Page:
For working mothers in Ethiopia, a better life starts with affordable daycare
Tirungo struggled to find work while caring for her young child.
In the same city, Emebet struggled to keep her affordable daycare afloat.
Both women knew there had to be a better way, but overcoming both economic and social challenges seemed overwhelming, if not impossible.
Challenges for working mothers in Addis Ababa
Addis Ababa, Ethiopia is one of the largest cities in Africa. Its population is growing quickly, exceeding more than 4.6 million people in 2019. Thousands of Ethiopians are flocking to the capital in search of a better life and, particularly, better jobs.
Despite the growth and wealth of Addis Ababa, there are a significant number of people being left behind, specifically mothers. Traditionally in Ethiopia, mothers are not meant to work — they're expected to stay home and raise their children. This discrimination stems from traditions that date back centuries, leading to many mothers who want to work being disadvantaged within the workforce of Addis Ababa.
Even once they find work, getting affordable and accessible childcare is yet another hurdle to overcome.
Emebet saw this struggle first-hand among mothers in her community.
“Daycare is very expensive. Poor people can’t afford daycare — most Ethiopians can’t afford daycare,” Emebet says.
A different type of daycare
Emebet is an Addis Ababa native and a mother who knows just how hard it can be to work and care for children. That’s why she left her job as a social worker and decided to start her own business, Sitota Daycare. 'Sitota' means 'gift' in Amharic.
Emebet started Sitota Daycare in 2018 after borrowing a loan from the government for more than 100,000 birr, equivalent to roughly £2,400 — a huge sum of money for the average Ethiopian. Emebet risked everything she had to start Sitota Daycare — the first affordable daycare service in her community. Despite meeting all the government requirements to open it, Emebet struggled to keep Sitota Daycare open.
Because she was providing affordable daycare to working mothers in her community, Emebet was not making a profit and failed to pay rent for one year. As the situation worsened, Emebet lost hope in ever achieving success.
Keeping the daycare dream alive
Emebet urgently needed help. The LI-WAY programme approached her just in time. (Mercy Corps is one of the implementing partners of the LI-WAY programme.)
LI-WAY was interested in learning more about Sitota Daycare because it was not only the sole daycare in the community, but also because it offered an affordable option. Emebet explained that there were hundreds of mothers struggling to find work because of this need.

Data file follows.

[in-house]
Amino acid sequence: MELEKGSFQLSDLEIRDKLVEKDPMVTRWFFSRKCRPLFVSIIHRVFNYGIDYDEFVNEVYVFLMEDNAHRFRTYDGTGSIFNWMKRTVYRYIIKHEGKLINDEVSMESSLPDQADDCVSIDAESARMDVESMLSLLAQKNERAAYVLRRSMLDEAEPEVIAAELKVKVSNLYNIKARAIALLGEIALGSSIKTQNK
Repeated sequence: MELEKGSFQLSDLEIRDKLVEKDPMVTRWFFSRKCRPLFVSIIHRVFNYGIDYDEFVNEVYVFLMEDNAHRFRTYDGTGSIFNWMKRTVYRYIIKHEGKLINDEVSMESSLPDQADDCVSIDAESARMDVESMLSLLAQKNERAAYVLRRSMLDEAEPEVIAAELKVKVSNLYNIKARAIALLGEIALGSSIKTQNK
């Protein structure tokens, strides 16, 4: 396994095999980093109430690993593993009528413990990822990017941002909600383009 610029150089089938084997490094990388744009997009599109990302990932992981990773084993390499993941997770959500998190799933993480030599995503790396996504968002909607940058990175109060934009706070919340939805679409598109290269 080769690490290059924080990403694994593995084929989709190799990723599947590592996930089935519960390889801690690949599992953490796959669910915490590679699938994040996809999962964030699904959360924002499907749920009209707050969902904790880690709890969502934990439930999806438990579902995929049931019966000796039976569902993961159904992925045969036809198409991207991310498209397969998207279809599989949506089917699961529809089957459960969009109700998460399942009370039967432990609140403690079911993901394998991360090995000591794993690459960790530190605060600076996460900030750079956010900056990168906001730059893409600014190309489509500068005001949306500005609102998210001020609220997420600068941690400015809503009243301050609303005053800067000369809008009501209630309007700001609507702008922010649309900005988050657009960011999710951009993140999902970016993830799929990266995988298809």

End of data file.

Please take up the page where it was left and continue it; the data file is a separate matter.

“I didn’t want materials to make my daycare look nice. I don’t want to become rich,” Emebet declares. “I wanted subsidies to allow the working women in my community to bring their children here at a low cost.”
After completing an assessment and better understanding the need for affordable childcare services, the LI-WAY programme committed to supporting Emebet through subsidising childcare for mothers who need it most.
“As soon as the LI-WAY programme said they could provide subsidised payments, I called back the mothers that had initially come to my daycare but could not afford the monthly payment. I asked them if they were still interested. They all came running,” recalls Emebet.
With the support of the LI-WAY programme, Emebet has paid off her loan completely and now has seven full-time workers at Sitota Daycare — six nannies, one nurse and 35 children.
Starting over in Addis Ababa
Tirungo is one of those nannies. She’s been a part of the Sitota Daycare family for three months. She’s also able to keep her two-year-old daughter Dana at the daycare for a subsidised monthly payment of 200 birr per month, about £4.70 — a fraction of the cost that Emebet could previously offer without the support of the LI-WAY programme.
The job opportunity arrived when she needed it most.
Tirungo returned to Addis from Dubai, where she was abused and imprisoned while working as a domestic worker. When Tirungo finally moved back to Addis Ababa, now with a child, she was unemployed for a year, as she had no place to keep her daughter while working.
“I looked for work for one year but no one would hire me with my child on my back,” Tirungo recalls. “As I was crying because I couldn’t find work, a neighbour told me about Sitota Daycare. I came and Emebet let my daughter in despite the daycare being full. I found a job that same afternoon that my daughter started staying at the daycare.”
Tirungo now works as a part-time laundry woman in the morning and as a nanny at Sitota Daycare in the afternoon. With her income, Tirungo says she is able to pay for rent and save money for her daughter’s future.
“God willing, in the future, I hope to one day open a daycare like Sitota Daycare in other parts of the city,” says Tirungo. “Now I realise how important daycares are for working mothers in Ethiopia.”
Despite the success of Sitota Daycare through the support of the LI-WAY programme, there are still difficulties ahead.
“Some challenges that we face at the daycare is the lack of nappies,” Emebet says. “Nappies are very expensive — about 800 birr per day [about £19].” That is more than what most of these mothers make in a month.
“This is too expensive for mothers. We are using traditional nappies right now, but are struggling to maintain this.”
But despite these challenges, Emebet is hopeful for the future of daycares in Ethiopia.
“I want this daycare to continue to spread,” Emebet says. “I want other mothers to open more daycares in the future.”